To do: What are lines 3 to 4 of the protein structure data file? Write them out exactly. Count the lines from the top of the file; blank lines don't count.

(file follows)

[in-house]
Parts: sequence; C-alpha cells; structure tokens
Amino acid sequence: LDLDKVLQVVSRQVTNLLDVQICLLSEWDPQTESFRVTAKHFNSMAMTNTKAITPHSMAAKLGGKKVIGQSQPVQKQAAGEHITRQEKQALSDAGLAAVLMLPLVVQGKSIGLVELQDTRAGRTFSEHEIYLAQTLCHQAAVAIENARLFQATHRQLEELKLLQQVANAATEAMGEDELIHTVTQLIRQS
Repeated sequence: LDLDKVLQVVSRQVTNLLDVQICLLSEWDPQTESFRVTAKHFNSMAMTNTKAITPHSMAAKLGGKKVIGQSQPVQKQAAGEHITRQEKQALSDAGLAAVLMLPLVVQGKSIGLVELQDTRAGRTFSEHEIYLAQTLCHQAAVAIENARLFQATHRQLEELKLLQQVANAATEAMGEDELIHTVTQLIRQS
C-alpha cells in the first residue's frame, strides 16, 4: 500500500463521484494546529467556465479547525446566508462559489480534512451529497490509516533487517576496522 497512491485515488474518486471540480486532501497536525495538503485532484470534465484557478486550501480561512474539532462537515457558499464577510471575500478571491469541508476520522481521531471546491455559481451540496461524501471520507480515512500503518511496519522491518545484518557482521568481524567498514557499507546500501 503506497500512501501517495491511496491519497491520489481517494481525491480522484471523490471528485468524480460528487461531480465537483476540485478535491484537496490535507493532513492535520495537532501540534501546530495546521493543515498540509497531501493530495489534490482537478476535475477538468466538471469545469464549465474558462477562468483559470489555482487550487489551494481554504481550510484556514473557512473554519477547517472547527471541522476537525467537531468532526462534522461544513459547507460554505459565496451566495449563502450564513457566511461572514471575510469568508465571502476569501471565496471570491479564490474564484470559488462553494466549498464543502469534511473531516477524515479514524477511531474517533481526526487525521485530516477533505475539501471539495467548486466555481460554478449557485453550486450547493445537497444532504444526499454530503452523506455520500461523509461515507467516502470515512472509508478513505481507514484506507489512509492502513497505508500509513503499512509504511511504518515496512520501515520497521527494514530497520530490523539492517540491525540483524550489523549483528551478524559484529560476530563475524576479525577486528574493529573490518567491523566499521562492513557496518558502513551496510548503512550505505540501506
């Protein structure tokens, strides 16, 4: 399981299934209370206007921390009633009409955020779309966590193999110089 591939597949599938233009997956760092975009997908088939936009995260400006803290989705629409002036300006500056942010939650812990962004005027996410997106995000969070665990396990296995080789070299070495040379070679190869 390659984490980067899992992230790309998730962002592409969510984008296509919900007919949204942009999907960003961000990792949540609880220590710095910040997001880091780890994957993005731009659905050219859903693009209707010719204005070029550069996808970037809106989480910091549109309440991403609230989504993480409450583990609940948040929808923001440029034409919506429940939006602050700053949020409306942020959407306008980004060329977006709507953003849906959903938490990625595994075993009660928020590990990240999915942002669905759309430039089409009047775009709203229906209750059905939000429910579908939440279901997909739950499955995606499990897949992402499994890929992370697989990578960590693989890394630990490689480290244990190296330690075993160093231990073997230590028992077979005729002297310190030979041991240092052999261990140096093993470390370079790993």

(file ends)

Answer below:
Amino acid sequence: LDLDKVLQVVSRQVTNLLDVQICLLSEWDPQTESFRVTAKHFNSMAMTNTKAITPHSMAAKLGGKKVIGQSQPVQKQAAGEHITRQEKQALSDAGLAAVLMLPLVVQGKSIGLVELQDTRAGRTFSEHEIYLAQTLCHQAAVAIENARLFQATHRQLEELKLLQQVANAATEAMGEDELIHTVTQLIRQS
Repeated sequence: LDLDKVLQVVSRQVTNLLDVQICLLSEWDPQTESFRVTAKHFNSMAMTNTKAITPHSMAAKLGGKKVIGQSQPVQKQAAGEHITRQEKQALSDAGLAAVLMLPLVVQGKSIGLVELQDTRAGRTFSEHEIYLAQTLCHQAAVAIENARLFQATHRQLEELKLLQQVANAATEAMGEDELIHTVTQLIRQS